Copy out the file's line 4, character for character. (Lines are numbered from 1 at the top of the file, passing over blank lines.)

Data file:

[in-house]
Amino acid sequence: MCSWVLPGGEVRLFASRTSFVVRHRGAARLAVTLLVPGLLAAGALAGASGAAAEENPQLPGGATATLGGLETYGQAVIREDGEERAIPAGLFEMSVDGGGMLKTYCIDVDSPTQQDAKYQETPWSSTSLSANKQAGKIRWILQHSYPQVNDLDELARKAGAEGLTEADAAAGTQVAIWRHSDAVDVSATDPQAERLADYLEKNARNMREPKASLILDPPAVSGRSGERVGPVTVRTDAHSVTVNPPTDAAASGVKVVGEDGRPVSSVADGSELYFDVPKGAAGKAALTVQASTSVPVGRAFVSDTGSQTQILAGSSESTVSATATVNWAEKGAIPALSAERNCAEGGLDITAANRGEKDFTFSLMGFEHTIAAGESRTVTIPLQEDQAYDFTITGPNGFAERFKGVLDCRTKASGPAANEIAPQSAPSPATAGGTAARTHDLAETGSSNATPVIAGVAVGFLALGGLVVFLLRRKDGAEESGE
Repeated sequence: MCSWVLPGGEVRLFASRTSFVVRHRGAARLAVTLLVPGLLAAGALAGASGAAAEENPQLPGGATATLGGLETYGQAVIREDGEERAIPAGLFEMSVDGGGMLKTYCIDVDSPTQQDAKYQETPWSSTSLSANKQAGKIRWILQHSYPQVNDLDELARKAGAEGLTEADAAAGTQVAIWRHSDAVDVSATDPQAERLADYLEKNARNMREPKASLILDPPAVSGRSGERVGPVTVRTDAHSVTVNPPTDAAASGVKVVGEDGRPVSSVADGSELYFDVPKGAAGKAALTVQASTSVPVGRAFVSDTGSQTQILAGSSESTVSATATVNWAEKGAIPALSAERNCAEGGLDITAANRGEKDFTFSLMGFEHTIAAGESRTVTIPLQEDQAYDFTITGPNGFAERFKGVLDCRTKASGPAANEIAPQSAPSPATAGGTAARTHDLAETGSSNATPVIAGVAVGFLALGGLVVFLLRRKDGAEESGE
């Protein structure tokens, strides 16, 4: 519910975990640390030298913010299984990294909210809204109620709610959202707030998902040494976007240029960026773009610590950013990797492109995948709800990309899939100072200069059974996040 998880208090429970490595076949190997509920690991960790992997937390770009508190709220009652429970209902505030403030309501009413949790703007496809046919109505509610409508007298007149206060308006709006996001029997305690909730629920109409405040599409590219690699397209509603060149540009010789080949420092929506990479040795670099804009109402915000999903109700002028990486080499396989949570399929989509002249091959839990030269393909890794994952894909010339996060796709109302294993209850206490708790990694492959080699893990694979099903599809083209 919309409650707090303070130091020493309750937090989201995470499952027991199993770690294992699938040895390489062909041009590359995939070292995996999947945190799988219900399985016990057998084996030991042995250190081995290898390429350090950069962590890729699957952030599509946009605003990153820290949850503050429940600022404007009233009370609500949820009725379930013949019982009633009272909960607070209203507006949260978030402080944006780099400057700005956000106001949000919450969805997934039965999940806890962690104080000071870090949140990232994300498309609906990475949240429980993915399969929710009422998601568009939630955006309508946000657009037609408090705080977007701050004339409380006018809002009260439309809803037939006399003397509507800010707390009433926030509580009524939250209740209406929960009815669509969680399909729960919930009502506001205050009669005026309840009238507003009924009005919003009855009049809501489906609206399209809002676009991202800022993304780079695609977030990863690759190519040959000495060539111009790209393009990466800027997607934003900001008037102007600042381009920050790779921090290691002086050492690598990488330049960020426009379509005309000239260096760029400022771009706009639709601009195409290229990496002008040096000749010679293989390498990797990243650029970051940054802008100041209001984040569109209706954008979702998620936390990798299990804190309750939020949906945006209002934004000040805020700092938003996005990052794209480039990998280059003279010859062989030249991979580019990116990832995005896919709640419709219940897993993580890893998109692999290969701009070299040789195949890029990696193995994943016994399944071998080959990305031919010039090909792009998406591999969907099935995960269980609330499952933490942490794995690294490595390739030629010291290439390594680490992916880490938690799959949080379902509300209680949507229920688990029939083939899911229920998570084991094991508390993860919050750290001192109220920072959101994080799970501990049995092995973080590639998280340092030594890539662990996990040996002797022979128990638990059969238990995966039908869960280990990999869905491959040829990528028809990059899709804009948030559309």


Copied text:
């Protein structure tokens, strides 16, 4: 519910975990640390030298913010299984990294909210809204109620709610959202707030998902040494976007240029960026773009610590950013990797492109995948709800990309899939100072200069059974996040 998880208090429970490595076949190997509920690991960790992997937390770009508190709220009652429970209902505030403030309501009413949790703007496809046919109505509610409508007298007149206060308006709006996001029997305690909730629920109409405040599409590219690699397209509603060149540009010789080949420092929506990479040795670099804009109402915000999903109700002028990486080499396989949570399929989509002249091959839990030269393909890794994952894909010339996060796709109302294993209850206490708790990694492959080699893990694979099903599809083209 919309409650707090303070130091020493309750937090989201995470499952027991199993770690294992699938040895390489062909041009590359995939070292995996999947945190799988219900399985016990057998084996030991042995250190081995290898390429350090950069962590890729699957952030599509946009605003990153820290949850503050429940600022404007009233009370609500949820009725379930013949019982009633009272909960607070209203507006949260978030402080944006780099400057700005956000106001949000919450969805997934039965999940806890962690104080000071870090949140990232994300498309609906990475949240429980993915399969929710009422998601568009939630955006309508946000657009037609408090705080977007701050004339409380006018809002009260439309809803037939006399003397509507800010707390009433926030509580009524939250209740209406929960009815669509969680399909729960919930009502506001205050009669005026309840009238507003009924009005919003009855009049809501489906609206399209809002676009991202800022993304780079695609977030990863690759190519040959000495060539111009790209393009990466800027997607934003900001008037102007600042381009920050790779921090290691002086050492690598990488330049960020426009379509005309000239260096760029400022771009706009639709601009195409290229990496002008040096000749010679293989390498990797990243650029970051940054802008100041209001984040569109209706954008979702998620936390990798299990804190309750939020949906945006209002934004000040805020700092938003996005990052794209480039990998280059003279010859062989030249991979580019990116990832995005896919709640419709219940897993993580890893998109692999290969701009070299040789195949890029990696193995994943016994399944071998080959990305031919010039090909792009998406591999969907099935995960269980609330499952933490942490794995690294490595390739030629010291290439390594680490992916880490938690799959949080379902509300209680949507229920688990029939083939899911229920998570084991094991508390993860919050750290001192109220920072959101994080799970501990049995092995973080590639998280340092030594890539662990996990040996002797022979128990638990059969238990995966039908869960280990990999869905491959040829990528028809990059899709804009948030559309």